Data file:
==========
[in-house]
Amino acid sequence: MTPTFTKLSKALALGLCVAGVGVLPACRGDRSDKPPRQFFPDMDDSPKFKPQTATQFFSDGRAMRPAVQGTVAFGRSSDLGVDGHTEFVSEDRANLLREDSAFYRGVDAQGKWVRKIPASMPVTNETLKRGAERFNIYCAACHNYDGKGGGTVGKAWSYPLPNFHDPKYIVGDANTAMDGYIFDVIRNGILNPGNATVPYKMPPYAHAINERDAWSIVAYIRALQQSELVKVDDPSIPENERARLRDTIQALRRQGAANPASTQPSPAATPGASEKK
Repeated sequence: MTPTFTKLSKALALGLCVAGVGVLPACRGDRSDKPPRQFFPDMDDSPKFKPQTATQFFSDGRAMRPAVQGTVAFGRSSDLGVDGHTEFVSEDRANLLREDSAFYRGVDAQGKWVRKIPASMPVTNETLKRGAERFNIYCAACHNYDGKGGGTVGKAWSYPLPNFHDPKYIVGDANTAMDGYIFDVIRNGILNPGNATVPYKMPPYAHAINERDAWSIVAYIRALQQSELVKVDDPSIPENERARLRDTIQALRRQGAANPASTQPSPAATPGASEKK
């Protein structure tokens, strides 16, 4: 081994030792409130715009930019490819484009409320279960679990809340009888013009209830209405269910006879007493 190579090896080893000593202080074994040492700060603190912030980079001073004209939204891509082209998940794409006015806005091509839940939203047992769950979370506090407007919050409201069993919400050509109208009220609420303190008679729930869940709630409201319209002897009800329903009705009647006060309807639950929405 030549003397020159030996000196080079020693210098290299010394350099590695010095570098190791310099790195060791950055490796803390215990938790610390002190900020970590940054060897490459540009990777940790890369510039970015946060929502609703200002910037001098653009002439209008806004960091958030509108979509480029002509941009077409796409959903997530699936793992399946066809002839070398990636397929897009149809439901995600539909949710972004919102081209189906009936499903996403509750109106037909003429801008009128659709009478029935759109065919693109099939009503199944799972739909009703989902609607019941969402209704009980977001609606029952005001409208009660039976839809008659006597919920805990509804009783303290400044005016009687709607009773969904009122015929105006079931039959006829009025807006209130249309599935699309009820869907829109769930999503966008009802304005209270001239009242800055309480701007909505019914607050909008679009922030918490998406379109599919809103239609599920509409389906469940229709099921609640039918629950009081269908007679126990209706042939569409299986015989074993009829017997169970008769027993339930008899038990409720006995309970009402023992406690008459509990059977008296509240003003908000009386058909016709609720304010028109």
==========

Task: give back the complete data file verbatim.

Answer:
[in-house]
Amino acid sequence: MTPTFTKLSKALALGLCVAGVGVLPACRGDRSDKPPRQFFPDMDDSPKFKPQTATQFFSDGRAMRPAVQGTVAFGRSSDLGVDGHTEFVSEDRANLLREDSAFYRGVDAQGKWVRKIPASMPVTNETLKRGAERFNIYCAACHNYDGKGGGTVGKAWSYPLPNFHDPKYIVGDANTAMDGYIFDVIRNGILNPGNATVPYKMPPYAHAINERDAWSIVAYIRALQQSELVKVDDPSIPENERARLRDTIQALRRQGAANPASTQPSPAATPGASEKK
Repeated sequence: MTPTFTKLSKALALGLCVAGVGVLPACRGDRSDKPPRQFFPDMDDSPKFKPQTATQFFSDGRAMRPAVQGTVAFGRSSDLGVDGHTEFVSEDRANLLREDSAFYRGVDAQGKWVRKIPASMPVTNETLKRGAERFNIYCAACHNYDGKGGGTVGKAWSYPLPNFHDPKYIVGDANTAMDGYIFDVIRNGILNPGNATVPYKMPPYAHAINERDAWSIVAYIRALQQSELVKVDDPSIPENERARLRDTIQALRRQGAANPASTQPSPAATPGASEKK
């Protein structure tokens, strides 16, 4: 081994030792409130715009930019490819484009409320279960679990809340009888013009209830209405269910006879007493 190579090896080893000593202080074994040492700060603190912030980079001073004209939204891509082209998940794409006015806005091509839940939203047992769950979370506090407007919050409201069993919400050509109208009220609420303190008679729930869940709630409201319209002897009800329903009705009647006060309807639950929405 030549003397020159030996000196080079020693210098290299010394350099590695010095570098190791310099790195060791950055490796803390215990938790610390002190900020970590940054060897490459540009990777940790890369510039970015946060929502609703200002910037001098653009002439209008806004960091958030509108979509480029002509941009077409796409959903997530699936793992399946066809002839070398990636397929897009149809439901995600539909949710972004919102081209189906009936499903996403509750109106037909003429801008009128659709009478029935759109065919693109099939009503199944799972739909009703989902609607019941969402209704009980977001609606029952005001409208009660039976839809008659006597919920805990509804009783303290400044005016009687709607009773969904009122015929105006079931039959006829009025807006209130249309599935699309009820869907829109769930999503966008009802304005209270001239009242800055309480701007909505019914607050909008679009922030918490998406379109599919809103239609599920509409389906469940229709099921609640039918629950009081269908007679126990209706042939569409299986015989074993009829017997169970008769027993339930008899038990409720006995309970009402023992406690008459509990059977008296509240003003908000009386058909016709609720304010028109």